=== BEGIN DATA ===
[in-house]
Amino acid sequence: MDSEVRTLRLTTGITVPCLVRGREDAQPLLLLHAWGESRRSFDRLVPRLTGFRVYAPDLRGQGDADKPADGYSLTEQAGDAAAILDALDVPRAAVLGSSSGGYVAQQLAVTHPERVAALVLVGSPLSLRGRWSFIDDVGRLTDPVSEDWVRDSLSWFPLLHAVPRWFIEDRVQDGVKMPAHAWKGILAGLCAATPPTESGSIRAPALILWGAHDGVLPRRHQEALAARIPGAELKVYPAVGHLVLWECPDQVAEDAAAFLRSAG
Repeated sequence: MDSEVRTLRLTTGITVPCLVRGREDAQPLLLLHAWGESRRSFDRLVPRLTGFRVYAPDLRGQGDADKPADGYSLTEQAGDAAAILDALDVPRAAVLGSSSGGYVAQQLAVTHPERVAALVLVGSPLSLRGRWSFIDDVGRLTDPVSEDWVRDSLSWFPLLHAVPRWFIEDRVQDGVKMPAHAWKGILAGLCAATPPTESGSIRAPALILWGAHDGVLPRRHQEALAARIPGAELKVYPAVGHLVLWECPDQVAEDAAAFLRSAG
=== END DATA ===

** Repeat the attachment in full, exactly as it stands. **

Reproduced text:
[in-house]
Amino acid sequence: MDSEVRTLRLTTGITVPCLVRGREDAQPLLLLHAWGESRRSFDRLVPRLTGFRVYAPDLRGQGDADKPADGYSLTEQAGDAAAILDALDVPRAAVLGSSSGGYVAQQLAVTHPERVAALVLVGSPLSLRGRWSFIDDVGRLTDPVSEDWVRDSLSWFPLLHAVPRWFIEDRVQDGVKMPAHAWKGILAGLCAATPPTESGSIRAPALILWGAHDGVLPRRHQEALAARIPGAELKVYPAVGHLVLWECPDQVAEDAAAFLRSAG
Repeated sequence: MDSEVRTLRLTTGITVPCLVRGREDAQPLLLLHAWGESRRSFDRLVPRLTGFRVYAPDLRGQGDADKPADGYSLTEQAGDAAAILDALDVPRAAVLGSSSGGYVAQQLAVTHPERVAALVLVGSPLSLRGRWSFIDDVGRLTDPVSEDWVRDSLSWFPLLHAVPRWFIEDRVQDGVKMPAHAWKGILAGLCAATPPTESGSIRAPALILWGAHDGVLPRRHQEALAARIPGAELKVYPAVGHLVLWECPDQVAEDAAAFLRSAG